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  • Edison ED-240 flooded NiCd cells.

    Hi All,

    I may have an opportunity to get a fairly large set of Edison ED-240 NiCd flooded cells.

    Anyone here have experience with this cell, or older flooded NiCd cells in general?

    My proposed bank would be 40 cells in series for my 48vdc system.

    My charging system is 24 X 175w panels in two arrays of 12 each. Each array is serviced by an Outback FM60 charge controller. These two arrays are paralleled onto the battery bank. This is backed up by a 48v grid connected golf cart charger for cloudy days.

    Your thoughts please?

    Thank you

  • #2
    You have a few challenges ahead of you, and likely result will be a BUST. Those are some very old batteries, but I knew I had some some info on Edison NiCD batteries given too me by a vendor called SAFT.SAFT bought out the Edison NiCd line back in the 70's. So that means you have 40+ years old batteries .

    The first thing I am looking at in the specs is going to be trouble for you. The maximum allowable charge current for the ED 240 is 45 amps. Assuming you use a MPPT controller means 2200 watts is the maximum panel wattage you can run on them. You have 4200 watts.
    MSEE, PE

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    • #3
      Originally posted by Sunking View Post
      The maximum allowable charge current for the ED 240 is 45 amps.
      Thank you.

      The price is right on these batteries.

      My source tells me these are being pulled from rail installs. Being replaced with sealed LA.

      Running two strings in parallel minimizes the charging current problem, but opens up the un-equal charging problem.

      Is that info you have from Saft in a transmittable format? Care to share?

      Thank you

      Comment


      • #4
        Originally posted by plataoplomo View Post
        Running two strings in parallel minimizes the charging current problem
        No it does not. If you use all 24 panels is 4200 watts. If you use 2 60 amp MPPT controllers you mention is 4200 watts / 48 volts = 87.5 amps. That is twice the maximum allowable current.
        MSEE, PE

        Comment


        • #5
          Originally posted by Sunking View Post
          No it does not. If you use all 24 panels is 4200 watts. If you use 2 60 amp MPPT controllers you mention is 4200 watts / 48 volts = 87.5 amps. That is twice the maximum allowable current.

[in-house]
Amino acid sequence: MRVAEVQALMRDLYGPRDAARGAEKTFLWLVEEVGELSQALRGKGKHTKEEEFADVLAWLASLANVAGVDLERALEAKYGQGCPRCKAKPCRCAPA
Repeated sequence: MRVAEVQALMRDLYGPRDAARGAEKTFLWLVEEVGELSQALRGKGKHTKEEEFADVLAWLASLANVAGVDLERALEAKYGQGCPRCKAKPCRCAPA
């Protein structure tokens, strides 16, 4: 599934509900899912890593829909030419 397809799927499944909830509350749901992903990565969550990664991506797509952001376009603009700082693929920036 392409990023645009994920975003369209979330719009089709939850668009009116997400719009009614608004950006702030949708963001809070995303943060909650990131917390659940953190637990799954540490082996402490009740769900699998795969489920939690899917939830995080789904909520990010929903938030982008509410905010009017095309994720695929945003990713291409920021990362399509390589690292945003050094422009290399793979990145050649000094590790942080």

I think he is referring to running two strings of the Edison cells in parallel, which would give him the ability to use up to 90 Amps of charge current IF he gets an equal division between the battery strings.
          SunnyBoy 3000 US, 18 BP Solar 175B panels.

          Comment


          • #6
            Originally posted by inetdog View Post
            I think he is referring to running two strings of the Edison cells in parallel, which would give him the ability to use up to 90 Amps of charge current IF he gets an equal division between the battery strings.
            That is not how I am reading it.
            My charging system is 24 X 175w panels in two arrays of 12 each. Each array is serviced by an Outback FM60 charge controller. [B]These two arrays are paralleled onto the battery bank.[/B]
            MSEE, PE

            Comment


            • #7
              Originally posted by Sunking View Post
              That is not how I am reading it.
              I am saying that,

              IF I parallel two strings of ED-240 batteries I roughly split my charging current between the battery bank serial legs.

              BUT, charging parallel legs in a battery bank creates the problem of unequal charging within the bank parallel legs.

              I've read that flooded NiCd batteries are more tolerant of this than lead acid batteries.

              Does anybody have any documentation or real life experience with flooded NiCd cells?

              If you do can you please share your knowledge with the forum?

              Thank you

              Comment


              • #8
                Originally posted by plataoplomo View Post
                I am saying that,

                IF I parallel two strings of ED-240 batteries I roughly split my charging current between the battery bank serial legs.
                No you do not. If it is a common battery bank as you describe being served by two solar arrays, the current adds. No question about it.